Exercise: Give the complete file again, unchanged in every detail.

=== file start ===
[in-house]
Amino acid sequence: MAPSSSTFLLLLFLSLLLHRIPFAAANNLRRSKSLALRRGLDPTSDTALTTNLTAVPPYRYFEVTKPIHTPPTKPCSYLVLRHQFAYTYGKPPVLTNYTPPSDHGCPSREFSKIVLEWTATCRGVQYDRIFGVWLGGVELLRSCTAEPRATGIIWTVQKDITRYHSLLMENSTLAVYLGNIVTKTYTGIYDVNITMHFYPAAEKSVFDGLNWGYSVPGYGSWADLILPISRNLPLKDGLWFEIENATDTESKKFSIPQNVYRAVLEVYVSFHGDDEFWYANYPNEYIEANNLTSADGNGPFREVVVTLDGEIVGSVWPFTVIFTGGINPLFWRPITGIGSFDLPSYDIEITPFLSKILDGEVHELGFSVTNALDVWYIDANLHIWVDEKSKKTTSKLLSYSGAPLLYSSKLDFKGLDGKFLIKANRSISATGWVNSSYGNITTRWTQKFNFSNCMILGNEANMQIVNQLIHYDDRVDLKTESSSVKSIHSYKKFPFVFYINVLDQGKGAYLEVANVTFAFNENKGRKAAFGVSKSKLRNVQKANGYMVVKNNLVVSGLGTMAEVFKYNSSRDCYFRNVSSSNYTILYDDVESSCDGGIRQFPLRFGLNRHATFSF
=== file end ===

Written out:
[in-house]
Amino acid sequence: MAPSSSTFLLLLFLSLLLHRIPFAAANNLRRSKSLALRRGLDPTSDTALTTNLTAVPPYRYFEVTKPIHTPPTKPCSYLVLRHQFAYTYGKPPVLTNYTPPSDHGCPSREFSKIVLEWTATCRGVQYDRIFGVWLGGVELLRSCTAEPRATGIIWTVQKDITRYHSLLMENSTLAVYLGNIVTKTYTGIYDVNITMHFYPAAEKSVFDGLNWGYSVPGYGSWADLILPISRNLPLKDGLWFEIENATDTESKKFSIPQNVYRAVLEVYVSFHGDDEFWYANYPNEYIEANNLTSADGNGPFREVVVTLDGEIVGSVWPFTVIFTGGINPLFWRPITGIGSFDLPSYDIEITPFLSKILDGEVHELGFSVTNALDVWYIDANLHIWVDEKSKKTTSKLLSYSGAPLLYSSKLDFKGLDGKFLIKANRSISATGWVNSSYGNITTRWTQKFNFSNCMILGNEANMQIVNQLIHYDDRVDLKTESSSVKSIHSYKKFPFVFYINVLDQGKGAYLEVANVTFAFNENKGRKAAFGVSKSKLRNVQKANGYMVVKNNLVVSGLGTMAEVFKYNSSRDCYFRNVSSSNYTILYDDVESSCDGGIRQFPLRFGLNRHATFSF